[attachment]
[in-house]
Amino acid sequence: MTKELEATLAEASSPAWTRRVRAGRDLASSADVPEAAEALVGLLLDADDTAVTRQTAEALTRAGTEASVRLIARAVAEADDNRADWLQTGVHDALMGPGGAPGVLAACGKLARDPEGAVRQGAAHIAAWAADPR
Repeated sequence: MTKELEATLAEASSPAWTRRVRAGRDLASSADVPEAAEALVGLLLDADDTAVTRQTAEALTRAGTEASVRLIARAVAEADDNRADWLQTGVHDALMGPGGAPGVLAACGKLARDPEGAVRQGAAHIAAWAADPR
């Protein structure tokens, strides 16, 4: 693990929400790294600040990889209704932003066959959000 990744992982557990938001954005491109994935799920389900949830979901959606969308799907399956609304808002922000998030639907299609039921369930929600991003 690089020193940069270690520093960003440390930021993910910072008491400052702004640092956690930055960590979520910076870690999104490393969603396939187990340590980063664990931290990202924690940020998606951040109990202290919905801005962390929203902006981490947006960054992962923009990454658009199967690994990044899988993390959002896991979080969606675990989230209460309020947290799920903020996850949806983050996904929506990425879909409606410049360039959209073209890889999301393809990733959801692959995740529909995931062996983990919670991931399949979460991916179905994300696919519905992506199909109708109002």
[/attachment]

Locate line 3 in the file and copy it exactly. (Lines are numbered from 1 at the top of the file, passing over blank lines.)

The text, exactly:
Repeated sequence: MTKELEATLAEASSPAWTRRVRAGRDLASSADVPEAAEALVGLLLDADDTAVTRQTAEALTRAGTEASVRLIARAVAEADDNRADWLQTGVHDALMGPGGAPGVLAACGKLARDPEGAVRQGAAHIAAWAADPR